It rained on Friday night. Nothing that unusual, but it has been so very dry here for such a long time now that it made us all stand and stare out of the window for a bit when we woke up. The garden heaved a sigh of relief as well. I was happy because this would mean a fresh and cool Peckham 10k on Peckham Rye, so I put my new running shorts back on the shelf, unworn, and pulled on my trusty capris. Being slightly thrown by this alien weather situation, I didn’t bother with sun cream or sunglasses and headed off down the road to catch the bus. Edward said, surprised: ‘Aren’t you cycling?!’ and I promptly said ‘no’, I didn’t know the way and had a feeling it would be all hills, which it was. It was a nice bus ride, seeing glimpses of where I used to live years ago, but the journey seemed to take ages and I arrived at the park all flustered and ran to the registration area to pick up my number.
I would say that this race is on a par with the Parkrun series in terms of casualness and level of organisation – I got a confirmation email from Runner’s World when I registered, then didn’t hear anything until I sent an email asking where the race started and how I might go about collecting my number. I like to have my number pinned firmly to my top before leaving the house so I know that, if I am delayed for any reason, I can just roll up to the start line and run. I was on time and even had enough time to marvel at what people do before a race. There was so much odd stretching, arm swinging and jumping on the spot from the men mostly, while the women mainly stood about conserving energy or folding their arms. Eventually, we were asked to follow a chap across the slippery wet grass, turn around the way we came while he gestured a sort of loop with his hands in the air, then we were off.
This was my first race since Brighton Marathon, so just a test really, to see how I’m holding up. I wanted to finish the 10k in under one hour ideally, so kept my head down and surged up the little hills when they loomed in front of me. The crisp morning weather had been misleading, and I was suddenly very hot, squinting through the bright sun and wishing I had put on some sun cream. This race was made up of three loops and a one-third of a loop section, with some long steady hills and lots of dodging of people meandering around bus stops, leaping over tree roots and ducking under over-hanging branches. It was friendly, with most people being in groups of friends, many of whom wore t-shirts saying ‘God Loves Peckham’, and other religious messages, I hadn’t realised Peckham was the centre of the Christian universe. My pace seemed good, and I did feel it was a bit tough, then remembered I was going a bit faster than usual, so gritted my teeth and found myself overtaking lots of other runners, especially on the hill sections.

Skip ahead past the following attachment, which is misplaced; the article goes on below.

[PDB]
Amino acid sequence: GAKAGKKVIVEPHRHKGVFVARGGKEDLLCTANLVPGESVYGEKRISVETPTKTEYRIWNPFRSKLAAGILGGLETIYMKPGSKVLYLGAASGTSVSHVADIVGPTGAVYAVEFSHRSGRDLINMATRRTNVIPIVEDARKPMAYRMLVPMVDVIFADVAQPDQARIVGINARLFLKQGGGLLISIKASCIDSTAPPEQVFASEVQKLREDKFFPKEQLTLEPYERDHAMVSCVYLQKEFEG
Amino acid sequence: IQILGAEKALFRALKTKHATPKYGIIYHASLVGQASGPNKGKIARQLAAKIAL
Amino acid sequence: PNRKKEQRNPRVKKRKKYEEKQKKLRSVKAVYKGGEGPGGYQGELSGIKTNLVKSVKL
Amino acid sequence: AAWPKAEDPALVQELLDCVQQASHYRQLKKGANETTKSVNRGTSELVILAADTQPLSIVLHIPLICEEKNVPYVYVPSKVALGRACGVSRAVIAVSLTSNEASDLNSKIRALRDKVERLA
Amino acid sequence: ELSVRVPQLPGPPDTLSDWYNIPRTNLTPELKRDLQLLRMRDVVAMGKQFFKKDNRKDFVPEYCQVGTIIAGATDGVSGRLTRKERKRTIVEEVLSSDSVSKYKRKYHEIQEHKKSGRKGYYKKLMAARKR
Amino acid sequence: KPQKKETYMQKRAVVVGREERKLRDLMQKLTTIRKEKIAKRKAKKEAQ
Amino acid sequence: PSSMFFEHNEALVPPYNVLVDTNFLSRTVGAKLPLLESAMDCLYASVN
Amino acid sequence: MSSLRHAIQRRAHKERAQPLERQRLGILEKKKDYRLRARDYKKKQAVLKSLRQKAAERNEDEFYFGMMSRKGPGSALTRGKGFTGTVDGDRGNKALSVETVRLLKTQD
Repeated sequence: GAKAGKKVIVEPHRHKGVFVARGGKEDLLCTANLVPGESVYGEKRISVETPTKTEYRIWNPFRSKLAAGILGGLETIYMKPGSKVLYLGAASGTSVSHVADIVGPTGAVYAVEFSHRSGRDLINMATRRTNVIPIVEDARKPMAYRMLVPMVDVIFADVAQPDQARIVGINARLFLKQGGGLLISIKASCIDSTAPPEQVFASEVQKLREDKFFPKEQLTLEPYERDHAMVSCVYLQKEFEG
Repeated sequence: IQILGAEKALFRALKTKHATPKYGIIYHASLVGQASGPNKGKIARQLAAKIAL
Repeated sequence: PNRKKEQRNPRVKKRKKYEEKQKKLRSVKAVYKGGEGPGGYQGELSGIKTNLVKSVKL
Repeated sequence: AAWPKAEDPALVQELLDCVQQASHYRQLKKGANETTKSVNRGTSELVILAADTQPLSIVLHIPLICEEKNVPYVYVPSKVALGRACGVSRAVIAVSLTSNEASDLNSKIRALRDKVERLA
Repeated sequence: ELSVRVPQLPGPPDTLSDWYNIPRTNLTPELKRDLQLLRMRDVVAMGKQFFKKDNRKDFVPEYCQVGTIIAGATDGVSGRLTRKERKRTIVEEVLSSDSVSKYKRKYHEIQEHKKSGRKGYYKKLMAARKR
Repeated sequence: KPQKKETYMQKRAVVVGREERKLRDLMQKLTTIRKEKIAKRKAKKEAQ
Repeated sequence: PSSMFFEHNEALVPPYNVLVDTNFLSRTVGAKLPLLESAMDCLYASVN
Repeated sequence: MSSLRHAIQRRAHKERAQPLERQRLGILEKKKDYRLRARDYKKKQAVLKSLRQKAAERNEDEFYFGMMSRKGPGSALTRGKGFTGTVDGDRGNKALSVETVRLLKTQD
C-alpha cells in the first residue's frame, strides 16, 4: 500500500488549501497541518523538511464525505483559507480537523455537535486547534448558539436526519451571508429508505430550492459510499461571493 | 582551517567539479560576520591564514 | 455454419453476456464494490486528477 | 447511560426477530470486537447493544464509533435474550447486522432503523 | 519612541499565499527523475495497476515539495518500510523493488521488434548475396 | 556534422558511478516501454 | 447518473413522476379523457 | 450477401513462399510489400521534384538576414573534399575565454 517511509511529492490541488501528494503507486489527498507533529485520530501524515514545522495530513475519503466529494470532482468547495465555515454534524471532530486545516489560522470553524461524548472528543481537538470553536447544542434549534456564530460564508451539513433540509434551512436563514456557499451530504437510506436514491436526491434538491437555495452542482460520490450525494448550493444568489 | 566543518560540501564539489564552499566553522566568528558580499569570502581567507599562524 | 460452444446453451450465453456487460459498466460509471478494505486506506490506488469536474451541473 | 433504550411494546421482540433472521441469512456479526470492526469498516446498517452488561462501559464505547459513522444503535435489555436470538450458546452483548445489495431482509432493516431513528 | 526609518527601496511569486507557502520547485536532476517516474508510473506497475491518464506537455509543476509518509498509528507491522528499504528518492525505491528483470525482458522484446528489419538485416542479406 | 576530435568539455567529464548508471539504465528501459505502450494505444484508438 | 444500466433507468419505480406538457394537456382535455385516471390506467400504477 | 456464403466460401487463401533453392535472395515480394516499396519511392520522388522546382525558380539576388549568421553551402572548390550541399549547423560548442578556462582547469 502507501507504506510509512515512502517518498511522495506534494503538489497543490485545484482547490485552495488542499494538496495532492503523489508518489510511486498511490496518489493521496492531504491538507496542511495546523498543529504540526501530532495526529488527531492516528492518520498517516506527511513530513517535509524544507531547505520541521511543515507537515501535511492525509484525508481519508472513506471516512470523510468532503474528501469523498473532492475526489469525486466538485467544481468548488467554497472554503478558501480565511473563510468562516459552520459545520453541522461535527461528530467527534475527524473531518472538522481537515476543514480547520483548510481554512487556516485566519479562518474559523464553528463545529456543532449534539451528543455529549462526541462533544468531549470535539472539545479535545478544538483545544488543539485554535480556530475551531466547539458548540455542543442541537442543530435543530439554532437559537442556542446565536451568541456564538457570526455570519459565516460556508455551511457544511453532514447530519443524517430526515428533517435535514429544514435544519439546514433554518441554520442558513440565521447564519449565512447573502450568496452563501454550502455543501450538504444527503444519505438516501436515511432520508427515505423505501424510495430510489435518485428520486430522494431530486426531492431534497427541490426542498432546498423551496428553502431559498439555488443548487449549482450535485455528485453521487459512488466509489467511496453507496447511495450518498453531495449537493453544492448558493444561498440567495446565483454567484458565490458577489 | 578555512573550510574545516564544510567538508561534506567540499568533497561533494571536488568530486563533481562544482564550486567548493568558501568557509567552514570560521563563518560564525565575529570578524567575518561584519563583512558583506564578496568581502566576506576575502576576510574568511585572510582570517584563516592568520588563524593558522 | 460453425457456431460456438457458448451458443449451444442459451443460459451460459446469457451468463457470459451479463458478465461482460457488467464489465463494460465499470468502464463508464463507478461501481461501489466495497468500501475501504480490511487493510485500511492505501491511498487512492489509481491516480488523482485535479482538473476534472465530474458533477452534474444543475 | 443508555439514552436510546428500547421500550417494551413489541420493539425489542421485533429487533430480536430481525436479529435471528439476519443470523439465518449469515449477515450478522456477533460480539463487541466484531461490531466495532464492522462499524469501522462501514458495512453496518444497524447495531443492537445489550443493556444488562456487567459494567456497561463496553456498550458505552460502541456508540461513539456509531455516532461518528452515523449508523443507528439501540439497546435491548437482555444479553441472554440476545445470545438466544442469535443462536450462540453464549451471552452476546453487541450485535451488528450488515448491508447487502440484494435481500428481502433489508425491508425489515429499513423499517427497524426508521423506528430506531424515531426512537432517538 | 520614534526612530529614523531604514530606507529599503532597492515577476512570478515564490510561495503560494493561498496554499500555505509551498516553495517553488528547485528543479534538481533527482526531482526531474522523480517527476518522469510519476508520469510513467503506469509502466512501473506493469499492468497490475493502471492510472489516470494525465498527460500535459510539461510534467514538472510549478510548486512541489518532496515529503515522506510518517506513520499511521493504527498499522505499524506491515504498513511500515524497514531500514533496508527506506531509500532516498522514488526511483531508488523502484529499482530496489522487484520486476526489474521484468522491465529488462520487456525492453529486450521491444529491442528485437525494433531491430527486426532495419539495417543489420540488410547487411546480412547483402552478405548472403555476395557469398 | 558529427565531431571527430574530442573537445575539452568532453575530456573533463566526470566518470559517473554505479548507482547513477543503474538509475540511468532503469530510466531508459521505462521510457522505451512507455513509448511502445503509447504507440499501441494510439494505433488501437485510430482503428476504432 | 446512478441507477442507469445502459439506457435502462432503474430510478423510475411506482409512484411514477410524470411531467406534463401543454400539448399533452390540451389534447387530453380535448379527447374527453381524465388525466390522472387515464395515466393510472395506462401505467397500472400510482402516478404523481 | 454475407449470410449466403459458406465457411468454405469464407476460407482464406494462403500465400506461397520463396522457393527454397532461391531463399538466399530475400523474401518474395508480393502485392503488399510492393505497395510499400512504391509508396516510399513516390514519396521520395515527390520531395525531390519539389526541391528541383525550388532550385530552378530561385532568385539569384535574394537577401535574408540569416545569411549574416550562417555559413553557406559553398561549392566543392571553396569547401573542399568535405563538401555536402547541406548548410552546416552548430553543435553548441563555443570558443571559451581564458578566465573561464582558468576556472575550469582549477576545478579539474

There had been water available on the first lap, but I hadn’t taken any because I don’t like drinking during a shorter race, and decided to wait until the end. I really wish I had grabbed some water now and stashed it somewhere near the finish line because, as I collected my medal and t-shirt, I realised there wasn’t a drop of water to be had anywhere. How disappointing on such a hot day, and I didn’t have any money with me to buy anything. The race organisers really do need to sort this out next year, you can’t expect people to pay to enter a race and go home thirsty – I ended up with a thumping headache in the afternoon. Anyway, apart from that, it was a nice race and I got in under one hour.
Time: 57 minutes 54 seconds
Distance: 6.13 miles
Average Pace: 9.27
Best Pace: 5.23
I do have another 10k coming up in a few weeks, the Bupa London 10k, along with a few other running friends. Edward said I should aim for 55 minutes. Hmmmm, now let me see…